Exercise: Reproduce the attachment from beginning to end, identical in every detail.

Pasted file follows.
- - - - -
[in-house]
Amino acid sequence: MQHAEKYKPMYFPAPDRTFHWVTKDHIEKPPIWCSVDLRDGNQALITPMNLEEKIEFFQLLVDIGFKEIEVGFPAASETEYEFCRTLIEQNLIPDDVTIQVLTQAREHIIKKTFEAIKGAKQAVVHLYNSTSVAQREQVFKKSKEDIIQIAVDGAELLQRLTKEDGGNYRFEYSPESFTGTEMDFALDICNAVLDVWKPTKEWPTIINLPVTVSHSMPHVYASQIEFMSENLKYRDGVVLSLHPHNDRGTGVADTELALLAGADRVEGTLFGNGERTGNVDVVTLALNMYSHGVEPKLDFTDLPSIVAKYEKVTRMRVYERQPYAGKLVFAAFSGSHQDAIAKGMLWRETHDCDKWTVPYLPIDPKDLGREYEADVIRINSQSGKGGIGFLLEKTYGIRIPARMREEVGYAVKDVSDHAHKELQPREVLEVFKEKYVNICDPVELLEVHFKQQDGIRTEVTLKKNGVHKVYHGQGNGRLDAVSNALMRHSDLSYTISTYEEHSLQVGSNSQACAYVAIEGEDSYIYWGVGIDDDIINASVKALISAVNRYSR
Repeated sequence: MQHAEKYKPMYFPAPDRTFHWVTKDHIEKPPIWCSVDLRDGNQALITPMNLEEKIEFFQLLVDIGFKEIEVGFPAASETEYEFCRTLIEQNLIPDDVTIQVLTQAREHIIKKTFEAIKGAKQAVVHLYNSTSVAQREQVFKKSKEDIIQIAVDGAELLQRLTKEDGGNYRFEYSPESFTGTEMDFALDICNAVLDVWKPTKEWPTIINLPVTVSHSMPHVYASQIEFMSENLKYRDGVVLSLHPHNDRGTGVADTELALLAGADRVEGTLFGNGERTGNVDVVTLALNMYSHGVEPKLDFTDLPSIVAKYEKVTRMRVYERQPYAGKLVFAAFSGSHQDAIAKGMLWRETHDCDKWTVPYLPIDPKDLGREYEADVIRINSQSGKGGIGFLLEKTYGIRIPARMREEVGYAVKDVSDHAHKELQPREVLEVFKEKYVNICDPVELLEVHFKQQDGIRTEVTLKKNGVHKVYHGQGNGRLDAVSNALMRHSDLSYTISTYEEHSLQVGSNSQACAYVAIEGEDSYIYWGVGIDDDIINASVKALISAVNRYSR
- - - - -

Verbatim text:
[in-house]
Amino acid sequence: MQHAEKYKPMYFPAPDRTFHWVTKDHIEKPPIWCSVDLRDGNQALITPMNLEEKIEFFQLLVDIGFKEIEVGFPAASETEYEFCRTLIEQNLIPDDVTIQVLTQAREHIIKKTFEAIKGAKQAVVHLYNSTSVAQREQVFKKSKEDIIQIAVDGAELLQRLTKEDGGNYRFEYSPESFTGTEMDFALDICNAVLDVWKPTKEWPTIINLPVTVSHSMPHVYASQIEFMSENLKYRDGVVLSLHPHNDRGTGVADTELALLAGADRVEGTLFGNGERTGNVDVVTLALNMYSHGVEPKLDFTDLPSIVAKYEKVTRMRVYERQPYAGKLVFAAFSGSHQDAIAKGMLWRETHDCDKWTVPYLPIDPKDLGREYEADVIRINSQSGKGGIGFLLEKTYGIRIPARMREEVGYAVKDVSDHAHKELQPREVLEVFKEKYVNICDPVELLEVHFKQQDGIRTEVTLKKNGVHKVYHGQGNGRLDAVSNALMRHSDLSYTISTYEEHSLQVGSNSQACAYVAIEGEDSYIYWGVGIDDDIINASVKALISAVNRYSR
Repeated sequence: MQHAEKYKPMYFPAPDRTFHWVTKDHIEKPPIWCSVDLRDGNQALITPMNLEEKIEFFQLLVDIGFKEIEVGFPAASETEYEFCRTLIEQNLIPDDVTIQVLTQAREHIIKKTFEAIKGAKQAVVHLYNSTSVAQREQVFKKSKEDIIQIAVDGAELLQRLTKEDGGNYRFEYSPESFTGTEMDFALDICNAVLDVWKPTKEWPTIINLPVTVSHSMPHVYASQIEFMSENLKYRDGVVLSLHPHNDRGTGVADTELALLAGADRVEGTLFGNGERTGNVDVVTLALNMYSHGVEPKLDFTDLPSIVAKYEKVTRMRVYERQPYAGKLVFAAFSGSHQDAIAKGMLWRETHDCDKWTVPYLPIDPKDLGREYEADVIRINSQSGKGGIGFLLEKTYGIRIPARMREEVGYAVKDVSDHAHKELQPREVLEVFKEKYVNICDPVELLEVHFKQQDGIRTEVTLKKNGVHKVYHGQGNGRLDAVSNALMRHSDLSYTISTYEEHSLQVGSNSQACAYVAIEGEDSYIYWGVGIDDDIINASVKALISAVNRYSR